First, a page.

The first sentence of ORCP 54 E permits the party against whom a claim is asserted to make "an offer to allow judgment to be given against [it] for the sum, or the property, or to the effect therein specified." Nothing in that wording suggests that a defendant is precluded from making an offer that includes attorney fees or costs. Indeed, under the plain wording of that sentence, the nature and content of offers of compromise are unrestricted. The words "for the sum * * * or to the effect therein specified" are broad and contain no hint that the opposing party's agreement to a particular form of offer is required before it will be considered valid. Unless a contrary intent is manifested elsewhere in ORCP 54 E, then, the first sentence of ORCP 54 E permits offers that include all manner of elements, including attorney fees, costs, and disbursements, with or without the opposing party's prior agreement.

The second sentence of ORCP 54 E sets out the timing and procedures to be followed in the event that the party asserting the claim accepts an offer of compromise, including the filing of the accepted offer with the clerk of the court and the entry of the terms of the accepted offer as a stipulated judgment. It does not give any indication as to the permissible contours of an offer of compromise.

We bypass, for the moment, the third sentence. The fourth and final sentence of ORCP 54 E provides, in part, that, in the event that an offer is not accepted, it is deemed withdrawn and, if the party asserting the claim fails to recover a more favorable judgment, that party is not entitled to recover costs or fees incurred after the date of the offer. Again, nothing in that recitation of the consequences flowing from a rejection of an offer of compromise suggests that a party against whom a claim is asserted is precluded from making an offer that includes attorney fees and costs, unless the other party agrees. Moreover, and perhaps more importantly, there is no suggestion that those consequences do not apply if the offer happened to include attorney fees and costs.

The remaining sentence, the third, is the one on which plaintiff relies to support its argument that defendant's offer of compromise was invalid because plaintiff had not agreed to a form of offer that included attorney fees and costs. We set that sentence out here for convenience: "Unless agreed upon otherwise by the parties, costs, disbursements, and attorney fees shall be entered in addition as part of such judgment as provided in Rule 68." In support of its construction of that sentence, plaintiff focuses on the word "agreed" in the phrase, "unless agreed upon otherwise by the parties," and derives from that usage the conclusion that both parties' agreement is required to effect an all-inclusive offer of compromise. According to plaintiff, implicit in the phrase "unless agreed upon otherwise by the parties" is the assumption that, unless the parties had agreed to an all-inclusive offer, an offer made under ORCP 54 E does not include attorney fees and such fees then shall be determined by a court in accordance with ORCP 68. In addition, plaintiff views the use of the word "shall," in the phrase "costs, disbursements, and attorney fees shall be entered in addition as part of such judgment as provided in Rule 68," as establishing conclusively that, in the absence of such agreement regarding the nature of the offer, it is for the court to determine attorney fees.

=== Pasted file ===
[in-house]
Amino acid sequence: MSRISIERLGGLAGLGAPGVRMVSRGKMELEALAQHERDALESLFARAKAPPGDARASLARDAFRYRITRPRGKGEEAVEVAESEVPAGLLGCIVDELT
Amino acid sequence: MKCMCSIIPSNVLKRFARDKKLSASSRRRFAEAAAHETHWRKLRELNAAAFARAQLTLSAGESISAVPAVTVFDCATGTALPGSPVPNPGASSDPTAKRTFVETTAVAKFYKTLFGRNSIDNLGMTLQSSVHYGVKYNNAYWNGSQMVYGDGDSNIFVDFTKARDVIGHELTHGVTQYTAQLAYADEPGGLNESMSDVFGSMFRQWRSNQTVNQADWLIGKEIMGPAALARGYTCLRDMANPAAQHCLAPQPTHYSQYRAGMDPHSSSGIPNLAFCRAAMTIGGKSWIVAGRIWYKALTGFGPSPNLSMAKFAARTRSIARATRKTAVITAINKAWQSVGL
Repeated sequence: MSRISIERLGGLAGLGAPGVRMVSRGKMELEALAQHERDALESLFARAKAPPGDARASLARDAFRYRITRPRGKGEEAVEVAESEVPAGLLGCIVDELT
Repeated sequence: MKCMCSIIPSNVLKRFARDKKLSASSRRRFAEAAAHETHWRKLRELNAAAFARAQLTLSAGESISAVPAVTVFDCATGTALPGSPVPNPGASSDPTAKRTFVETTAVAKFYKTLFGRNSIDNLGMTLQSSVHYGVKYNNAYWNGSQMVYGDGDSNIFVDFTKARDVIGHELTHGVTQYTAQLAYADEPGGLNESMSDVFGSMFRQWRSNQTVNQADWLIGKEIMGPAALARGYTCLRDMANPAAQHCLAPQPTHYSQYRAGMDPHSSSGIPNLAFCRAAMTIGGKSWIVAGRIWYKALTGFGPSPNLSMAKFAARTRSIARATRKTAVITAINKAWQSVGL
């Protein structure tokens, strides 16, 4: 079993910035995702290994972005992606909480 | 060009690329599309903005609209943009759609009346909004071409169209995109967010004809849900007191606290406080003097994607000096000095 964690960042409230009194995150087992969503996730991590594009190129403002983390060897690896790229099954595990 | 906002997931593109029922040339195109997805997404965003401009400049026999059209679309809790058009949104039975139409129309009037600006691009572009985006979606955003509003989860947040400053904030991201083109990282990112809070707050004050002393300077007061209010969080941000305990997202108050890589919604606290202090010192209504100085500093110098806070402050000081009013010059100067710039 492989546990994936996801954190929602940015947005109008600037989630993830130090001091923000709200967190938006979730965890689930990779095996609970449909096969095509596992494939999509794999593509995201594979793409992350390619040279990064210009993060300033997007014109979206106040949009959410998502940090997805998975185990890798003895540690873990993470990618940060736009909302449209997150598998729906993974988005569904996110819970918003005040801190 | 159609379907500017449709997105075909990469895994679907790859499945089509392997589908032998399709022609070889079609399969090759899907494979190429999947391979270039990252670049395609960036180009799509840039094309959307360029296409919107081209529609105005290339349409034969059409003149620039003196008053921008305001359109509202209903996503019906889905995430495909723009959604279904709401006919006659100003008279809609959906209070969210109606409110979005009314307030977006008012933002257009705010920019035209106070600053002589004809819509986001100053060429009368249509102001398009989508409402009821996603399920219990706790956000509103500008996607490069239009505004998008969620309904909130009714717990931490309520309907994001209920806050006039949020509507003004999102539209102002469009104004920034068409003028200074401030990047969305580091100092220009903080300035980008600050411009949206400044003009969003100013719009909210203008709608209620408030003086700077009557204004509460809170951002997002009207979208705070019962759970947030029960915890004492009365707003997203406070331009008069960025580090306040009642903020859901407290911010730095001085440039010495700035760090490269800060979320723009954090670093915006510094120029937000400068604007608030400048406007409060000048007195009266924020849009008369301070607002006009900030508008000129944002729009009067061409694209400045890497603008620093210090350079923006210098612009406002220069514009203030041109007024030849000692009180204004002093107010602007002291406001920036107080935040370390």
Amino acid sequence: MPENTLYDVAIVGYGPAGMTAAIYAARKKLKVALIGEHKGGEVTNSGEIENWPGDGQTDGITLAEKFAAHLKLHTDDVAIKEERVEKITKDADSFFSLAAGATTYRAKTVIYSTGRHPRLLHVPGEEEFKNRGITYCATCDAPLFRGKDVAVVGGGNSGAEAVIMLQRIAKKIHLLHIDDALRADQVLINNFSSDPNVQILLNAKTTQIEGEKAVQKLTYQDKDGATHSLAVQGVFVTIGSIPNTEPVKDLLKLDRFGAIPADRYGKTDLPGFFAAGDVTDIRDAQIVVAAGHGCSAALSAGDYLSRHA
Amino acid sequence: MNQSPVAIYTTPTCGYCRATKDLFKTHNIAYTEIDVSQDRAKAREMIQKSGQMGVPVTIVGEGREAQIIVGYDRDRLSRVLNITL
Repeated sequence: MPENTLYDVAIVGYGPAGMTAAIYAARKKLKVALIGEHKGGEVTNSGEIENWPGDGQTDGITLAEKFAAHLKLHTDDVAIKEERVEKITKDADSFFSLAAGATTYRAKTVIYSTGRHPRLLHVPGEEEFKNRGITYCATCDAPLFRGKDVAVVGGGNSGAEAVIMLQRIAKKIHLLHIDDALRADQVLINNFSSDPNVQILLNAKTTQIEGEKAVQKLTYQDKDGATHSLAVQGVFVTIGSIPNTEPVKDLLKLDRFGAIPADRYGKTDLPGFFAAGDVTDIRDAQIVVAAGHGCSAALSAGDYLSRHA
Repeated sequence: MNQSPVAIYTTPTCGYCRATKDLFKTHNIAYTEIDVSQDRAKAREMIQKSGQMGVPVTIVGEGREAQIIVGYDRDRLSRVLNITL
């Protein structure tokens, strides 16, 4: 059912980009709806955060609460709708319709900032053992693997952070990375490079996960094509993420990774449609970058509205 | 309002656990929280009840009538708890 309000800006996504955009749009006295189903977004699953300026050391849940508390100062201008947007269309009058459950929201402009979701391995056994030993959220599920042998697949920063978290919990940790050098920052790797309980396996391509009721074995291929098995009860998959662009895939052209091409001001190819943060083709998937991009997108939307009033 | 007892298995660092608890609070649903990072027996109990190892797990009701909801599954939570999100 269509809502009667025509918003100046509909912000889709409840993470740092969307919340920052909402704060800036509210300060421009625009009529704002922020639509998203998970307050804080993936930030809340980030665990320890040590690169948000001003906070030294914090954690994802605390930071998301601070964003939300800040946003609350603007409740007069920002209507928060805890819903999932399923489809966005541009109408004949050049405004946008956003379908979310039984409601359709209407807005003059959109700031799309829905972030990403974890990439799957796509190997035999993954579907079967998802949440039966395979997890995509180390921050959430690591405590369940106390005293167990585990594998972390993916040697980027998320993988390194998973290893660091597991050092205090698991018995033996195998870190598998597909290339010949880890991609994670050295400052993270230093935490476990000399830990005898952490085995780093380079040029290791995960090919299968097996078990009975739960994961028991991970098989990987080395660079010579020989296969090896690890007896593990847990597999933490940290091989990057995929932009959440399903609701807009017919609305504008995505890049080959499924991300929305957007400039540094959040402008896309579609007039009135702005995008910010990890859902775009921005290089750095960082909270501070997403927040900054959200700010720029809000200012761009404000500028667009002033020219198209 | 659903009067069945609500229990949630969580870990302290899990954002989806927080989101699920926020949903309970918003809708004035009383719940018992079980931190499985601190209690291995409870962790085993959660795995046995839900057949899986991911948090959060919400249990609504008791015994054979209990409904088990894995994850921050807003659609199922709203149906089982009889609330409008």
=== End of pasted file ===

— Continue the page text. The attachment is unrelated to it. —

In our view, plaintiff's interpretation of the disputed sentence might make sense if that sentence were read in isolation, outside the context of ORCP 54 E as a whole. As noted, however, our methodology requires us to consider the meaning of the terms used in that sentence in the context of the whole of ORCP 54 E in order to discern the intent of the legislature. When read in that light, the third sentence is a continuation of the discussion in the preceding sentence of what is to happen if a pretrial offer of compromise is accepted. Taking the third sentence together with the second, it is plain that the agreement referred to in the phrase "unless agreed upon otherwise by the parties" is the one formed by one party's acceptance of the other party's offer.(3) That is, if defendant's offer does not include an amount for attorney fees and costs, but the offer is accepted and filed in court as a stipulated judgment, then the trial court determines the amount of such fees and costs in accordance with ORCP 68 and enters that amount "in addition as part of such judgment."